Kelly: There are many forms of employee ownership. The worker cooperative is one. The Employee Stock Ownership Plan is another. ESOPs represent a much bigger proportion of worker-owned companies. That’s partly because ESOPs have financing advantages that worker co-ops don’t have. For example, bankers often are more willing to lend in an ESOP transaction. In a worker co-op, its not so clear who is on the hook if that debt that goes bad. There are solutions to that, but it can be a challenge. So, for a variety of reasons, worker co-ops tend to be smaller companies. ESOP companies can be huge. W.L. Gore & Associates has 10,000 employees and more than $3 billion in revenue.

Korten: I’ve heard some people say that ESOPs aren’t as democratic as worker-owned cooperatives. Is that right?

Kelly: There’s a lot of variety in ESOPs. The National Center for Employee Ownership, one of our Fifty By Fifty Network members, counts about 7,000 companies that have ESOPs. Some are publicly traded companies where the employees own just a tiny amount. Among the 10 million employee-owners today, about two-thirds are at these kinds of companies. When employees own, say, just 5 percent of a company’s stock, it doesn’t amount to much of a change in the company. But there are at least 1,600 ESOPs—with roughly a million employees—where employees own the majority of the stock. When employees own at least 30 percent of the stock, you can start to have a genuine empowerment culture.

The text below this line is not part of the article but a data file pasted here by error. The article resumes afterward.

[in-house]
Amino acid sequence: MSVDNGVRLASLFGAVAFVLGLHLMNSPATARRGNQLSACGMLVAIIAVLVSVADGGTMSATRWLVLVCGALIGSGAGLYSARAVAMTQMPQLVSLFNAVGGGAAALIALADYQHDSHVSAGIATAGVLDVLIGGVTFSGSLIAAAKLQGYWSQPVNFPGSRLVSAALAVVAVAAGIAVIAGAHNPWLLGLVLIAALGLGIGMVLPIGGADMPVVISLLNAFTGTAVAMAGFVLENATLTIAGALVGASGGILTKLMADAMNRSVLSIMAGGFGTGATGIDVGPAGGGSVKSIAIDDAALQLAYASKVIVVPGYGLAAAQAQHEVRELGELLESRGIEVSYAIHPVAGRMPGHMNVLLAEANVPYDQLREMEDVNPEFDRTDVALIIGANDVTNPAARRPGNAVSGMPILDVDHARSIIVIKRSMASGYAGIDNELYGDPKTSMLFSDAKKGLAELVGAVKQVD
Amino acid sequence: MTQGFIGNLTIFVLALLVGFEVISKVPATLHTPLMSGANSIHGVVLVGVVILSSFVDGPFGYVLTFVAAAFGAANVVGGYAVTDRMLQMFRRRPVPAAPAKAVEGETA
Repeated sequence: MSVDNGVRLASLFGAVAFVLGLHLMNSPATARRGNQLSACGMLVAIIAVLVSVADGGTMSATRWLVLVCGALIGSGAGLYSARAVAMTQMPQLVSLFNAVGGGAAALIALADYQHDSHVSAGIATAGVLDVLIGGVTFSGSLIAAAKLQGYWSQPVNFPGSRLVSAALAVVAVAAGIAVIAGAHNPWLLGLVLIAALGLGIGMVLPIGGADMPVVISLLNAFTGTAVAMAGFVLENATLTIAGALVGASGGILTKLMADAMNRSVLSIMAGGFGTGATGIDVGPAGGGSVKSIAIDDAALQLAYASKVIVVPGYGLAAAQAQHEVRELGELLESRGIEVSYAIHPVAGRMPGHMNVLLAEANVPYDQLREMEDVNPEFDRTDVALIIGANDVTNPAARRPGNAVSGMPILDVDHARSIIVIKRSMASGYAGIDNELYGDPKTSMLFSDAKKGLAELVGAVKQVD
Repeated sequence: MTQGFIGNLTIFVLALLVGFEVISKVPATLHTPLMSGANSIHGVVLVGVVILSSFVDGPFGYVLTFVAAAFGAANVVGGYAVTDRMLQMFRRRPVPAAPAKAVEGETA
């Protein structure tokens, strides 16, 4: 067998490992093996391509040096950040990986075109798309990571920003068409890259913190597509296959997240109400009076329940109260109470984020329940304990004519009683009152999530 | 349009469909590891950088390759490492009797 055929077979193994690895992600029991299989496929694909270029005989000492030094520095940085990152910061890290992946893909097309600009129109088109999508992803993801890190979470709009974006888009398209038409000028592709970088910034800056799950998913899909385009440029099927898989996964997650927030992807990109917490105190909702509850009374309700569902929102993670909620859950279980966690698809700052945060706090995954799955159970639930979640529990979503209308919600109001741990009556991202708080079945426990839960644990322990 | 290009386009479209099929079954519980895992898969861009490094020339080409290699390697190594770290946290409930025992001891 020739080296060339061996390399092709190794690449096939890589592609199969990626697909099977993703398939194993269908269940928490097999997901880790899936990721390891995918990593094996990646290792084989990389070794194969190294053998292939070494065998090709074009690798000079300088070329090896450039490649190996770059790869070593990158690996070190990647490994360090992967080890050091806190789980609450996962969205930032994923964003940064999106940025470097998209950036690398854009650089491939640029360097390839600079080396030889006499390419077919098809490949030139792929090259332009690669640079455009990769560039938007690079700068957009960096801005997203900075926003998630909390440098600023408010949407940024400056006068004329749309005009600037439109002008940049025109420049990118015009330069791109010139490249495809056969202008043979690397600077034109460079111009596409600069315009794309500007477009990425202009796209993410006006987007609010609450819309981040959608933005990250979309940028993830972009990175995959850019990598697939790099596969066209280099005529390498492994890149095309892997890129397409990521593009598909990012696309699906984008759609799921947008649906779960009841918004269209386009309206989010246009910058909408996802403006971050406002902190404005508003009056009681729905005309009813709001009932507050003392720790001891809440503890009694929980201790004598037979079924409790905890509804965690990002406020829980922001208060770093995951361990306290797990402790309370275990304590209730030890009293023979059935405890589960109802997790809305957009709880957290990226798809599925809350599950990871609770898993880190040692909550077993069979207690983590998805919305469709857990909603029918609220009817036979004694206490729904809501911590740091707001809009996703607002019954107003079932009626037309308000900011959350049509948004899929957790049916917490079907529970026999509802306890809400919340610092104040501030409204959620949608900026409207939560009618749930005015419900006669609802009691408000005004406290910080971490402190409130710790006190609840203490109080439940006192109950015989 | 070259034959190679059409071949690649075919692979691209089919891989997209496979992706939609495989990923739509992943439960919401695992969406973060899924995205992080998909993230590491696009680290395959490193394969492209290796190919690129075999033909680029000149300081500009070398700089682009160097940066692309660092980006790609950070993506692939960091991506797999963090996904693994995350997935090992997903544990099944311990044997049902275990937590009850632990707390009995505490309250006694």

Korten: Getting to 50 million employee-owners in this country sounds like a big challenge. How do you and your colleagues hope to get there?